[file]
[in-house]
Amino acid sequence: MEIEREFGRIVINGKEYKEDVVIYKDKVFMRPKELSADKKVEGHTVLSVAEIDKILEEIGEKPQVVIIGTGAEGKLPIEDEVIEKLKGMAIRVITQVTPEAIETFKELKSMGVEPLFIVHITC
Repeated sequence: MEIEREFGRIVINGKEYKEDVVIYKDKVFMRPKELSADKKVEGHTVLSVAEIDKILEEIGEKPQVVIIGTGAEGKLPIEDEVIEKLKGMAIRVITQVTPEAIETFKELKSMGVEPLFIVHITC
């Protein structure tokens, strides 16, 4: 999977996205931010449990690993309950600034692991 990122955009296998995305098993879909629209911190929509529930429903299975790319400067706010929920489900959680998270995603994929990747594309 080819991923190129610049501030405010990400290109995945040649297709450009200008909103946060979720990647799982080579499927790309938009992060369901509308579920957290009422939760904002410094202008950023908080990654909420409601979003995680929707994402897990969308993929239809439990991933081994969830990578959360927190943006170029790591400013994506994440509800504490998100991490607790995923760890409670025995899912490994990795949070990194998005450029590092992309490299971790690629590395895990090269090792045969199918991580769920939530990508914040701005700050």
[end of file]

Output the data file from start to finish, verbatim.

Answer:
[in-house]
Amino acid sequence: MEIEREFGRIVINGKEYKEDVVIYKDKVFMRPKELSADKKVEGHTVLSVAEIDKILEEIGEKPQVVIIGTGAEGKLPIEDEVIEKLKGMAIRVITQVTPEAIETFKELKSMGVEPLFIVHITC
Repeated sequence: MEIEREFGRIVINGKEYKEDVVIYKDKVFMRPKELSADKKVEGHTVLSVAEIDKILEEIGEKPQVVIIGTGAEGKLPIEDEVIEKLKGMAIRVITQVTPEAIETFKELKSMGVEPLFIVHITC
């Protein structure tokens, strides 16, 4: 999977996205931010449990690993309950600034692991 990122955009296998995305098993879909629209911190929509529930429903299975790319400067706010929920489900959680998270995603994929990747594309 080819991923190129610049501030405010990400290109995945040649297709450009200008909103946060979720990647799982080579499927790309938009992060369901509308579920957290009422939760904002410094202008950023908080990654909420409601979003995680929707994402897990969308993929239809439990991933081994969830990578959360927190943006170029790591400013994506994440509800504490998100991490607790995923760890409670025995899912490994990795949070990194998005450029590092992309490299971790690629590395895990090269090792045969199918991580769920939530990508914040701005700050």